Wednesday, March 26, 2008

The art of the Doodle, the Doodle as Art

We've all done it.
We've all doodled.
Mindlessly while on hold, trying to reach the cable repair people, the doctor, the bank. In the margins of our notebooks when we were bored in class, daydreaming, distracted.
When I was small, I would doodle on the little envelopes meant for the offering tray at church, using the provided little pencil; to my young mind these items had been placed there solely for my creative use.

It may not seem like mindlessly creating art via the auto-doodle mode would result in full pages of joyous expression, but I intend to convince you otherwise.

The key to a glorious, full-page abstract doodle is to really believe that a doodle can go places, can be more than its seemingly goofy name implies. Here now are some ways to jump start a doodle, enhance and encourage it, celebrate it and magnify it! The techniques for doodling are truly numerous, so these are just a handful of ideas.

One way to create a full page doodle is by connecting random shapes via other random shapes. If you like, practice some basic shapes on some scrap paper to see which ones you repond to: swirls, stars, leaves, eggs, circles, squares, triangles, wiggly worms, flames, teardops. Once you are comfortable with creating shapes, scatter some randomly over the page you are filling:

The next step is to build a web of sorts between these shapes. Lines and wiggles are useful, other shapes can be squeezed in, too. By linking all the shapes together, we fill that negative space with vibrant and active lines that give the whole image a dynamic energy.

Looking for a different launching point? Consider using a word. Your name, a quotation, or just one bold word like JOURNEY, or DREAM. Let the tendrils, lines and shapes grow and build of this basic building block, until the overgrowth becomes a garden of wiggles and squiggles:

The best part about a doodle is it HAS NO RULES. Any material can be used. I myself am partial to Sharpie markers (the fumes are intoxicating; some say inspiring...others say headache inducing. Your mileage may vary!) I love the bold color and the bleed factor of the markers as they soak into bristol board. I have been know to doodle with silver pens, gel pens, pencils, paint, you name it. But mostly for the outlines, I come back to the black Sharpie.

Doodles do not need to represent anything. They do not need to speak your heart or be balanced or have proper perspective. Doodles do not judge. Doodles are the artistic equivalent of humming, whistling, taking a stroll, floating on a raft in the pool. They invite you to let go of expectations and inhibitions and let the lines wander.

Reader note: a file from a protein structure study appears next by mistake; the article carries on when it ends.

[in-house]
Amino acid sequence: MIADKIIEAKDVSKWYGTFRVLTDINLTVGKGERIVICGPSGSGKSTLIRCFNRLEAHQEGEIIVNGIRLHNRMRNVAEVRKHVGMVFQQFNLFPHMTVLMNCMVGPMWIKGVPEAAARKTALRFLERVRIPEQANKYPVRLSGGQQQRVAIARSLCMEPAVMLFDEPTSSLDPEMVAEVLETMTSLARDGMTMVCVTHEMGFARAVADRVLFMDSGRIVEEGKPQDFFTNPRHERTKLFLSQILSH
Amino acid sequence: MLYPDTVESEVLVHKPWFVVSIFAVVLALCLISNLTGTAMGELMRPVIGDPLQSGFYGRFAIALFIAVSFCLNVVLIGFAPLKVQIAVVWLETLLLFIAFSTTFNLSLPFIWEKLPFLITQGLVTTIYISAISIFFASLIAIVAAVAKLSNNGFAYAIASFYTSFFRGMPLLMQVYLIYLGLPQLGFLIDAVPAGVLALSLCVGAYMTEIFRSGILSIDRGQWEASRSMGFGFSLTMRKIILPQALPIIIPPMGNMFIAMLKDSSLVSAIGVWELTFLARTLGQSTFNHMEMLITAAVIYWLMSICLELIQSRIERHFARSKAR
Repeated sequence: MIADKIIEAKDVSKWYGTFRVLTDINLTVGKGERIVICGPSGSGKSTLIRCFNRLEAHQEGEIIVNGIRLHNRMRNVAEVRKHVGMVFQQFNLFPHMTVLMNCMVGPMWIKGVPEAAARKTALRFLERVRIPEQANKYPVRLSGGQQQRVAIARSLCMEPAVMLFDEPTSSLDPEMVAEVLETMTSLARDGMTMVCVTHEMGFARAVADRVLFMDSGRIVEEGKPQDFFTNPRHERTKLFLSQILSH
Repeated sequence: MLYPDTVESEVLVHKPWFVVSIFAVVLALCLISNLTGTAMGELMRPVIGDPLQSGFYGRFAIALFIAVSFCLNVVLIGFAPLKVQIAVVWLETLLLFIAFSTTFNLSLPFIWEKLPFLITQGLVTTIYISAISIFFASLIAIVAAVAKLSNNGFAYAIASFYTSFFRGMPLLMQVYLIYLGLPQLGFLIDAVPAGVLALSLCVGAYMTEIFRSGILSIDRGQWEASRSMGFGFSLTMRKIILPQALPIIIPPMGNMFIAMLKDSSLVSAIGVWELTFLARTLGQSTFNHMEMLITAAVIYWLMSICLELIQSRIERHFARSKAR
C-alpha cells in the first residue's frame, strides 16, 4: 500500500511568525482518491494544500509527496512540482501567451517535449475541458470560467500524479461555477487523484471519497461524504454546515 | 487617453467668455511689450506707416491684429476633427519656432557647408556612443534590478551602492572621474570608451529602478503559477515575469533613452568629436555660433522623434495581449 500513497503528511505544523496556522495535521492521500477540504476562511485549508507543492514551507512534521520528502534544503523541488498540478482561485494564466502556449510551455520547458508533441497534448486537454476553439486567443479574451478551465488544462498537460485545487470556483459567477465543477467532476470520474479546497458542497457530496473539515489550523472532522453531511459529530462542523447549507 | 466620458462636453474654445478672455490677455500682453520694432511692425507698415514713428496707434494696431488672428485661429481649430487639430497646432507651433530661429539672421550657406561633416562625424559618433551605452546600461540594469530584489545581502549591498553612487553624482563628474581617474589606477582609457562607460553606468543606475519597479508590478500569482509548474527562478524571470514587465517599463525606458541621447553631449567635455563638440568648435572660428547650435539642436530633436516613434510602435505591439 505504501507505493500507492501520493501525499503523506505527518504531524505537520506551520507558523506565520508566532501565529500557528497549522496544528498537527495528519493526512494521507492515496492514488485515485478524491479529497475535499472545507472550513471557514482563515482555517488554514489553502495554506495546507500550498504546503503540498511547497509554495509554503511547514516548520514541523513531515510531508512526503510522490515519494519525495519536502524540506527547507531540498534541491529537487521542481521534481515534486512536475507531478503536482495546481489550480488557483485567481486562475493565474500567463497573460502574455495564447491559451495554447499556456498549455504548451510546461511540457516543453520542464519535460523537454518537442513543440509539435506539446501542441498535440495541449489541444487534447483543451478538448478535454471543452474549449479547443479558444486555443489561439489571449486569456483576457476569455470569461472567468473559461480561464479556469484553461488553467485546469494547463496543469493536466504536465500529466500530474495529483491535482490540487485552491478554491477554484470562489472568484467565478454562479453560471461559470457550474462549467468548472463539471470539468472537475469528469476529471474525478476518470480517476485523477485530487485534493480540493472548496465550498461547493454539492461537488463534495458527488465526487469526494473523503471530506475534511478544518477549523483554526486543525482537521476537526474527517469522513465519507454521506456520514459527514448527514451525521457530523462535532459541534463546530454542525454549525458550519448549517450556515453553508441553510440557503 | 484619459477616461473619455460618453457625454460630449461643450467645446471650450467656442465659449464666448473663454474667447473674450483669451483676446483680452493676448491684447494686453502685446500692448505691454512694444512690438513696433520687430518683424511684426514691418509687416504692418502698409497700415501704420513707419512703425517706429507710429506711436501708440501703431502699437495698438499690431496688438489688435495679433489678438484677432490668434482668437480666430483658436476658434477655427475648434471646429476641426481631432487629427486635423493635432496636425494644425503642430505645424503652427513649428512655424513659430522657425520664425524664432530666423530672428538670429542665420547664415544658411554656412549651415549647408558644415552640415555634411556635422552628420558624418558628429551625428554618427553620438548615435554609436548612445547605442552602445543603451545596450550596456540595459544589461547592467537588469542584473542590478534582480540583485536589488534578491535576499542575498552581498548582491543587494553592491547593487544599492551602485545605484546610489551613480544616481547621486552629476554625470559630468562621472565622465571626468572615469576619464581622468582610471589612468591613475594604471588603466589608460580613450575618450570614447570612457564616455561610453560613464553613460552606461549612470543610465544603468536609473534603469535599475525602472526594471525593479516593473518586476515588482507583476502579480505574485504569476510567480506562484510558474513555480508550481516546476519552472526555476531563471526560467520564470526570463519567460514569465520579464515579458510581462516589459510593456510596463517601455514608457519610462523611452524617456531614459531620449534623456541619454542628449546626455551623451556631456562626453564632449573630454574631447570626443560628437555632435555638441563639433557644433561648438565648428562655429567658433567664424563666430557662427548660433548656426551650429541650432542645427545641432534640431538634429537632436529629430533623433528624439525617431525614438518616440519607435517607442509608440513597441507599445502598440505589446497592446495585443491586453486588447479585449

Once my page is filled, if I want to take my doodle to the next level, I dress it up with color. Again, I am partial to brights and bolds here, but have done these with sparkling watercolors, colored pencils, markers, even crayons. You can limit your palette to blues and greens, reds and golds, whatever feels right, or go wild with all the colors of the rainbow! The doodles that follow were done with Sharpies:

This one was done with sharpie and watercolors

Here is some doodling used to fill spaces in a collage:

So go take doodling to the next level…let the pen wander and the mind follow….


Anonymous said...

I LOVE it! Permission to doodle! Doodling instructions!
YOU are an inspiration, Nici.
Your doodles are gorgeous (bet they didn't tell you that at church!) and I feel so freed up to go play with some Sharpies!



holly said...

Ahhhh, the power of the humble doodle. Glad to see you back, sharing your work with us.

master mistery said...

Hey Nici, love your work. Your art rocks! Glad to find a fellow doodlemaniac. Umm, I've started a site called doodlemaniawhich I would love for you to go and have a look and tell me what you think.

Also, I've added ArtShapedWorld to the master blogroll for all my blogs. It would be great if you were OK to carry a doodlemania link on ArtShapedWorld. Or if not, that's cool too. I'll still keep coming to your site --- it's too good to miss. Also, If you feel up to it, drop me a line at

Patricia J. Mosca said...

THESE ARE FABULOUS!!!!!!!!!!!!!!!!
Would make a great stained glass piece...Doodle away!! I do it when I am on the phone especially and have used many of the doodles in art work too!!

Walk in the Woods said...

I LOVE to doodle. It was medicine for me in the past and, I suspect, always has been and always will be! Ashe.

mirapeix said...

your article and artwork work so well together. it makes me want to draw RIGHT now! =)
xtina from sharpie scouts